Demand for Black Drapings
Stocks Are Nearly Exhausted and Large Orders Placed.
The sudden demand for
black cloth with which to drape the buildings of the city has exhausted
the stocks of the local dry goods merchants and probably of the
whole country. Early Saturday morning when the news of the death
of the president was received, managers of the big stores sent to
Chicago to replenish their stocks with bunting, cambric, calico,
satines, prints and cheap dress goods to supply the demand. One
firm sent a man to Chicago to scour the city for the goods. Telegrams
were received yesterday afternoon: “Cannot buy any black goods in
The Milwaukee stores have sold out
most of their stocks of black goods, but are expecting a supply
Monday morning. There is some fear, however, that the demand cannot
Some of the merchants prepared for
the demand for black goods three or four days ago, when the first
discouraging reports came from the sick room at Buffalo. Others,
allowing their hopes for the president’s recovery to outweigh their
business instincts, perhaps, waited until yesterday to send in their
orders, and may be unable to get them filled in consequence.
The manager of one of the dry goods
firms in the city estimated that there would be no less than 100,000
yards of black cloth sold within four days of the death of the president.
Others report having sold 10,000, or 5,000, or 1,500 each. The leading
firm of drapers in the city kept forty men employed yesterday in
filling orders for draping large down town [sic] buildings.
At Espenhain’s there was but a small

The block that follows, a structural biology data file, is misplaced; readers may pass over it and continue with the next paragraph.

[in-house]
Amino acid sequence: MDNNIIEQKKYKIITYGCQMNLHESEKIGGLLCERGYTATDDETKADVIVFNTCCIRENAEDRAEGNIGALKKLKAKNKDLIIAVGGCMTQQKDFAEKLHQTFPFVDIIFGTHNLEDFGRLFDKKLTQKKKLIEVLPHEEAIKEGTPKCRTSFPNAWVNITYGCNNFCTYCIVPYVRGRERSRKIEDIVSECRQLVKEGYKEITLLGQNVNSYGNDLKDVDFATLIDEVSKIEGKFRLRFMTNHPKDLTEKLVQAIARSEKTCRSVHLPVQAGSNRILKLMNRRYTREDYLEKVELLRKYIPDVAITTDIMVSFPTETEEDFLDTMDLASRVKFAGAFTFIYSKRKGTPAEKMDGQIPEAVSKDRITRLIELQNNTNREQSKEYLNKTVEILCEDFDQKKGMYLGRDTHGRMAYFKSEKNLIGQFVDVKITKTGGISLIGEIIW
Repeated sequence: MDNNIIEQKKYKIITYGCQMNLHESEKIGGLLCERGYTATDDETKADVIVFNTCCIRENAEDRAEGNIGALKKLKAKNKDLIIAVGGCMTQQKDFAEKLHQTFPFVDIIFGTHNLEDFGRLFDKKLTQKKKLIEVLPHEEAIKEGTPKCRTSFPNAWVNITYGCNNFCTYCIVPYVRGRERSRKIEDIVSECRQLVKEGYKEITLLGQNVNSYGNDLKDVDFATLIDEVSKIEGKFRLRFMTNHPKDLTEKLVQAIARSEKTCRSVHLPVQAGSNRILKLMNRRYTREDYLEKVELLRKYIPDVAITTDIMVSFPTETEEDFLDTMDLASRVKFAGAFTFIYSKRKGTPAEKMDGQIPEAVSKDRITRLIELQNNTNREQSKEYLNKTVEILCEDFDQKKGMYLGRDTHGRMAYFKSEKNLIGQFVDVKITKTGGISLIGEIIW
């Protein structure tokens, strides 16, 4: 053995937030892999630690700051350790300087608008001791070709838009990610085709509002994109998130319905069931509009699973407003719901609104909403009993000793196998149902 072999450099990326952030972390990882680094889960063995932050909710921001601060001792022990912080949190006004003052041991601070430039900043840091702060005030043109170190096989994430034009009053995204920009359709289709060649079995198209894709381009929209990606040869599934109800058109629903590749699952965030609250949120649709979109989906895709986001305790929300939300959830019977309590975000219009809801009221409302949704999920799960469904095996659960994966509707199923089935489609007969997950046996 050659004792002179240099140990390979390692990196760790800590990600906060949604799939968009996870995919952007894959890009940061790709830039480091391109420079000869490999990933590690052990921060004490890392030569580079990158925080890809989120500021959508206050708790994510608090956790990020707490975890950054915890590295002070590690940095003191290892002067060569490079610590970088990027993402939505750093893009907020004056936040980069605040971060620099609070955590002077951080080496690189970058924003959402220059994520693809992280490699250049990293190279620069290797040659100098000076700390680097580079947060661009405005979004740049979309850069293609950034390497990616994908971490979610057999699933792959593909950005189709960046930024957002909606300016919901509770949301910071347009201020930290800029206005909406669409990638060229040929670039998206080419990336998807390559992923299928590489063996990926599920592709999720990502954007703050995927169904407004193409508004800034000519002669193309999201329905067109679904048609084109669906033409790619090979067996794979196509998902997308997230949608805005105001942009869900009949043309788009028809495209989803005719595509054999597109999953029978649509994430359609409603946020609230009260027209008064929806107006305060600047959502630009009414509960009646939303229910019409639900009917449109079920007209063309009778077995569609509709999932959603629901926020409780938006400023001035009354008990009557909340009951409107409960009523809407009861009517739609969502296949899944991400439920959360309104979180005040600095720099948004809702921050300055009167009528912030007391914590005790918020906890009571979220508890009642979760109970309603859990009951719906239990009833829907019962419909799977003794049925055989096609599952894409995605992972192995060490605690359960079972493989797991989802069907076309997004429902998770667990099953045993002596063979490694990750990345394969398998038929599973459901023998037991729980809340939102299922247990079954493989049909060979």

stock of pongee left last evening, which was selling at 10 cents
a yard. The bunting and cheesecloth had all been sold out earlier
in the day and the managers had sent bolts of bunting of other colors
to the dyers to be changed into a somber hue. Manager George T.
Schulze said that a large stock would be received Monday morning.
The cotton goods counter at Gimbel
Brothers’ is one mass of black. The manager of the store said that
50,000 yards of black cloth had been sold yesterday, and that the
firm was obliged to deny other firms and outside houses the goods
they tried to purchase.
Goll & Frank ordered a large number
of cases of black goods by express yesterday morning and hope to
receive it by to-morrow morning. At Chapman’s the cambrics were
sold out before noon yesterday and black satines and other cloth
goods were all gone before night. That firm immediately ordered
a large supply of goods, which it is expected will be on hand to-morrow.
The price for drapery ranges from
4 to 40 cents, the largest sales being of bunting at 5 cents or
satine at 12½ cents a yard.